It turns out that the National Institutes of Health (NIH) weren’t as united on the notion of pushing vaccine mandates as it initially seemed.
On December 1, the NIH’s main bioethics department will host a live panel discussion on the ethics and practicality of vaccine mandates. Dr Matthew Memoli, who heads a clinical studies unit within Dr Fauci’s National Institute of Allergy and Infectious Diseases (NIAID), will lead the charge. the Wall Street newspaper (WSJ).
Memoli, who served at the NIH for 16 years and recently received an NIH Director’s Award, opposes both vaccination warrants and has refused the coronavirus vaccine, arguing they should be reserved for vulnerable Americans , elderly and obese.
“I think the way we use vaccines is bad,” he told Dr Fauci in an email on July 30.
With regard to existing vaccines, Memoli allegedly argued that “general vaccination of people at low risk of serious disease could hinder the development of a stronger acquired immunity in a population against infection”, according to the WSJ.
The virtual roundtable will be just one of four ethics debates at NIH this year and will be “accessible to all of NIH’s nearly 20,000 staff, as well as patients and the public.” David Wendler, the senior NIH bioethicist planning the session, said vaccination mandates have become a “hot topic at NIH.
“There is a lot of debate within the NIH as to whether [a vaccine mandate] is appropriate, ”Wendler told the WSJ. “This is an important and hot topic.
The exact number of scientists within the NIH supporting Memoli’s position remains unknown, but current data shows that about 88% of federal NIH employees “were fully vaccinated by the end of October.” Critics of Memoli say pushing natural immunity on vaccines would be a “terrible idea.”
“It’s a terrible idea if we have a vaccine that prevents serious disease,” said Timothy Schacker, associate dean of research and infectious disease physician at the University of Minnesota School of Medicine.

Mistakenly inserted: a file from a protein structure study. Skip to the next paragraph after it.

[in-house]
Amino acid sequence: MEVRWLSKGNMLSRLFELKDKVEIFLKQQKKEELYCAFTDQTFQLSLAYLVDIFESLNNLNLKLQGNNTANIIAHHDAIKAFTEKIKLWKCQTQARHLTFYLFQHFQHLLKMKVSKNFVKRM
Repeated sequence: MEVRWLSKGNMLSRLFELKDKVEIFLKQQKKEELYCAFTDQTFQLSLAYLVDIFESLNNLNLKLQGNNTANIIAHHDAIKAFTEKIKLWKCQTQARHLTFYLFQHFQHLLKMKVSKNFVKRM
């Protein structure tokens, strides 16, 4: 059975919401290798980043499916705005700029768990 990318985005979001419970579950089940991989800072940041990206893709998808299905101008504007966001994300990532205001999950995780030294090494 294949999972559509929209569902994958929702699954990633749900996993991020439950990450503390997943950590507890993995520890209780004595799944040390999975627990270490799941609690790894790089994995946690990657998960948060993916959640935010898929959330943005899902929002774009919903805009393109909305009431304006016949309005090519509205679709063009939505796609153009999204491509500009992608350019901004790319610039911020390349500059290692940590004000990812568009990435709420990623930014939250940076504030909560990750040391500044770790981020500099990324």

Last September, President Biden announced that the Department of Labor’s Occupational Safety and Health Administration (OSHA) would require private companies with 100 or more employees to implement vaccination mandates or require weekly negative tests. The president waited nearly two months before revealing the details of his plan, which would not even have taken effect until January 2022. A company in violation of the mandate could be fined $ 136,532.
The president’s plan hit a roadblock on Saturday when the United States Court of Appeals for the Fifth Circuit Court issued a temporary suspension blocking the term while considering a permanent injunction.
The decision of a three-judge panel on Saturday was the result of a stay requested by the states of Texas, Utah, Mississippi and South Carolina, as well as several companies that oppose the Biden plan. States and companies have filed a petition for review of the agency’s action, which goes directly to a federal appeals court instead of a single-judge federal trial court.
“Because the petitions suggest that there are serious statutory and constitutional issues with the warrant, the warrant is hereby suspended pending further action from this court,” the judges wrote.
To date, nearly 412 million doses of the FDA-approved covid vaccine have been administered in the United States, and more than 189 million people in the United States have been fully vaccinated. According to the Centers for Disease Control and Prevention, covid mRNA vaccines made by Pfizer and Moderna reduce the risk of serious illness by 90% or more in fully vaccinated people.